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National Secular Society

Challenging Religious Privilege

More councils consider withdrawing transport subsidies to religious schools

Trafford Council in Manchester has decided to stick to its plans to remove transport subsidies for pupils whose parents choose to send them to religious schools, despite threats of legal action from the local Catholic Church. It is anticipated that the cuts will save the council £375,000 a year.

The Council decided at an extraordinary Council meeting that it would uphold its previous decision to remove the privilege. The Diocese of Shrewsbury, which covers the four Catholic secondary schools in Trafford, sabre-rattled last month that it would consider a judicial review, saying the decision breached Catholic pupils’ human rights.

Terry Sanderson, President of the National Secular Society, said: “Presumably the diocese’s legal advice has since told them that, far from breaching the rights of Catholic children, this subsidy breached the rights of everyone else by denying them the same privilege.”

Wiltshire County Council decided that, from next September, it will not provide any transport subsidy for new pupils at faith schools beyond their statutory obligation to do so for pupils from less well-off families. Children already at the schools and receiving subsidies will be given £409 a year towards the cost until they leave. It will be up to the schools themselves, rather than the council, to arrange transport in future. It is anticipated that the council will save £170,000 a year.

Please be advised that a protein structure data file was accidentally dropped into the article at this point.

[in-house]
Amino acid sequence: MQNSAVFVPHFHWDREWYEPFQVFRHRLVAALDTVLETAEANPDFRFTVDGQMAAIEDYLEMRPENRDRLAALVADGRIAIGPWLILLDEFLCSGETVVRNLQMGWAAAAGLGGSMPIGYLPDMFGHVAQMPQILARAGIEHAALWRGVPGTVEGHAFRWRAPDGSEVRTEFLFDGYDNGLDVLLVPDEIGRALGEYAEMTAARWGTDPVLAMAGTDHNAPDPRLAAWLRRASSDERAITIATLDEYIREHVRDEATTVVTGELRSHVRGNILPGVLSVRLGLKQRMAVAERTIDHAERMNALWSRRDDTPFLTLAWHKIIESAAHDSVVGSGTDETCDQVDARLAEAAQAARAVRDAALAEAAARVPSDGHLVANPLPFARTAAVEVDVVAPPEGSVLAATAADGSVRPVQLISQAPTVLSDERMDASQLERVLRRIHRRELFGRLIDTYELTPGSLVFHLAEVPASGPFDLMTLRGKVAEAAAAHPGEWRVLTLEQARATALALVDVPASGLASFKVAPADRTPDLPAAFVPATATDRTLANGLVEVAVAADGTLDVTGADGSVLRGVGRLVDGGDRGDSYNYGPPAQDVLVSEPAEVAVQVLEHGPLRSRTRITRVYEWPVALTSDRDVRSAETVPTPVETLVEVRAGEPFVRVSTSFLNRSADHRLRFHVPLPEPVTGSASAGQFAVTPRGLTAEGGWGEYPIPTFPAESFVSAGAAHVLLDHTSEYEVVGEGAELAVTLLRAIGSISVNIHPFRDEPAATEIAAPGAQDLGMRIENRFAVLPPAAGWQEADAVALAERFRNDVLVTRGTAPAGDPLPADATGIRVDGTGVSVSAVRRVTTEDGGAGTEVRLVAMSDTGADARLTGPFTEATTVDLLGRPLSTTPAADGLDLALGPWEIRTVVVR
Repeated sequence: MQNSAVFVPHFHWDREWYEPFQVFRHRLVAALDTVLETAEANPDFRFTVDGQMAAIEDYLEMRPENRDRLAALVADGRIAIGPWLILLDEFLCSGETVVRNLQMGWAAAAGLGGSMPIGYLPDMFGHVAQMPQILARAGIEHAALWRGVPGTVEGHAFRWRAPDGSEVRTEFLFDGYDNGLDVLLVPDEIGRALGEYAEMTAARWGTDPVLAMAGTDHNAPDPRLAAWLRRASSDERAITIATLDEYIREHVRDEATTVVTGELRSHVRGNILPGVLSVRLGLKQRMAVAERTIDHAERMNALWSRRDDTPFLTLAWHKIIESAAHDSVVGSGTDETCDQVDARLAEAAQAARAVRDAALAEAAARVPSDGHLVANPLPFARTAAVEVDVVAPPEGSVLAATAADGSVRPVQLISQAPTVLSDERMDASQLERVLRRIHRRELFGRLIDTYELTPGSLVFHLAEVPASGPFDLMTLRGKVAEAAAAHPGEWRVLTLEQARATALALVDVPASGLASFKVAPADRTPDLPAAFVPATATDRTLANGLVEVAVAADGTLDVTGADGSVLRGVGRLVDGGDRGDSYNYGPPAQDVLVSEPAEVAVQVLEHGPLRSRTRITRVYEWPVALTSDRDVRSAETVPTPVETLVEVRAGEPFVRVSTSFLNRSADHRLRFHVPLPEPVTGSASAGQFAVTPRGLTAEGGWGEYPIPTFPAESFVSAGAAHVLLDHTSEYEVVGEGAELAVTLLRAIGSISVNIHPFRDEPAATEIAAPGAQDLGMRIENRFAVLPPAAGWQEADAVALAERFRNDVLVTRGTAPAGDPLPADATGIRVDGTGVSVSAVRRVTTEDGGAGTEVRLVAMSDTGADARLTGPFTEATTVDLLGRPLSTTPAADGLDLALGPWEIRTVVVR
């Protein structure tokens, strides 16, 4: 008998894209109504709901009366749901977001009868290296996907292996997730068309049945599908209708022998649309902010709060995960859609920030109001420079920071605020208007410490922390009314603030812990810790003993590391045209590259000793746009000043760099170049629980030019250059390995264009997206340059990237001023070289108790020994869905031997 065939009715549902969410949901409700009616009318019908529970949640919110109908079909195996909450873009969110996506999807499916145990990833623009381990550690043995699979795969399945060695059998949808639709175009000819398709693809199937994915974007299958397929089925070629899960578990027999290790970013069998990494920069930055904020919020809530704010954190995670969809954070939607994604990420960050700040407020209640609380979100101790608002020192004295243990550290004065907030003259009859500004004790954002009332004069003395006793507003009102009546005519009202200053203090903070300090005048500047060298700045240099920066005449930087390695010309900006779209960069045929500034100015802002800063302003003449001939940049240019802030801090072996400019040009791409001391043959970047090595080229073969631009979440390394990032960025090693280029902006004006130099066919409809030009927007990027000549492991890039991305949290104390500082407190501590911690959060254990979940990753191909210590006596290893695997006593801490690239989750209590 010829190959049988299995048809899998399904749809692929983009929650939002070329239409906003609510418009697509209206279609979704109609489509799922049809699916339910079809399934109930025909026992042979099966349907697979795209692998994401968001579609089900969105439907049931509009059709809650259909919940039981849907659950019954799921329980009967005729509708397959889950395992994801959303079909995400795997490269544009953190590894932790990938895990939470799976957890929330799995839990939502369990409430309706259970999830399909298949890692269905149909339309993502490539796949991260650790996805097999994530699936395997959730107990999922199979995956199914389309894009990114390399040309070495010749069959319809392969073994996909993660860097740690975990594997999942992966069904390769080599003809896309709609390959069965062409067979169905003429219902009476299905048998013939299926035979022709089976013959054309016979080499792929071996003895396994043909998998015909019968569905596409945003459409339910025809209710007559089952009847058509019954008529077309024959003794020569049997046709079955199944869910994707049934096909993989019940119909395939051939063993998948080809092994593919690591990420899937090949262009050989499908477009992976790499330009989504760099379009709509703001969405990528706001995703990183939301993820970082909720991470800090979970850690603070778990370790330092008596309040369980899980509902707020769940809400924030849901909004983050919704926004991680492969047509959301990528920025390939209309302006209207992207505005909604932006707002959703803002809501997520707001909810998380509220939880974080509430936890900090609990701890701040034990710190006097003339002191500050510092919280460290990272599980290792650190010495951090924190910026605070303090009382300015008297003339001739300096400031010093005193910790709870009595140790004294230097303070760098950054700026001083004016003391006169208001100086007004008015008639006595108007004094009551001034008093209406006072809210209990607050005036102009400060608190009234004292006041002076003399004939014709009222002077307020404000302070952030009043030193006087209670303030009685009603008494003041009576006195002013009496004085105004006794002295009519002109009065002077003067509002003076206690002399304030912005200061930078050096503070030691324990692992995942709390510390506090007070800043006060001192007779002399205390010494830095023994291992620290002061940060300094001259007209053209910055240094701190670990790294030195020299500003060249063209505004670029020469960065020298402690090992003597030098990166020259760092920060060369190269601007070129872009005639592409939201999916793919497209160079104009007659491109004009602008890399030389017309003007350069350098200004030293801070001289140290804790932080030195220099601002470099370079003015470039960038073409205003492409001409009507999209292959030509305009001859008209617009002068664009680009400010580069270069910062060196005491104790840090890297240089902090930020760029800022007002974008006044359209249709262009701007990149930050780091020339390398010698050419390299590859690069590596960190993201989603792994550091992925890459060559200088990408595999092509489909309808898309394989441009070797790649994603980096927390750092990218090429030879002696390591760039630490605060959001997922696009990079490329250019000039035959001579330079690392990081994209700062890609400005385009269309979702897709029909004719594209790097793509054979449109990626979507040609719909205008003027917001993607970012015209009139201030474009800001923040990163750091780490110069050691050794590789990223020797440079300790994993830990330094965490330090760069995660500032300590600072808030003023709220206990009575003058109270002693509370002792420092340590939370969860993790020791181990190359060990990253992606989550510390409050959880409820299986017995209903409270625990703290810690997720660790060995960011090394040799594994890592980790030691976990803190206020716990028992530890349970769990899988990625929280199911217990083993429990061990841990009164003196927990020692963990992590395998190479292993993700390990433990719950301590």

Brighton and Hove Council is to launch a consultation on scrapping free bus passes for pupils at religious schools. At present, it would affect 277 pupils at CardinalNewmanCatholicSchool and seven at Our Lady of Lourdes Roman Catholic Primary School in Rottingdean. However, the move would save the council nearly £68,000 a year.

Councillor Sue Shanks,Brighton and Hove City Council’s cabinet member for children and young people, said: “I believe there are two very good reasons for revisiting this issue. Firstly, we’re committed to tackling inequality in the city, and concerns have been raised around whether this is a fair use of resources. And given the intense pressure on budgets, we must look closely at all non-statutory funding.”

Brighton and Hove City Council is the latest one to consult on scrapping free transport to faith schools. East Sussex County Council has also withdrawn many of its free school buses in a bid to save money.


See also: Religious schools accept that they have to pick up their own tab for transport

Published Fri, 16 Sep 2011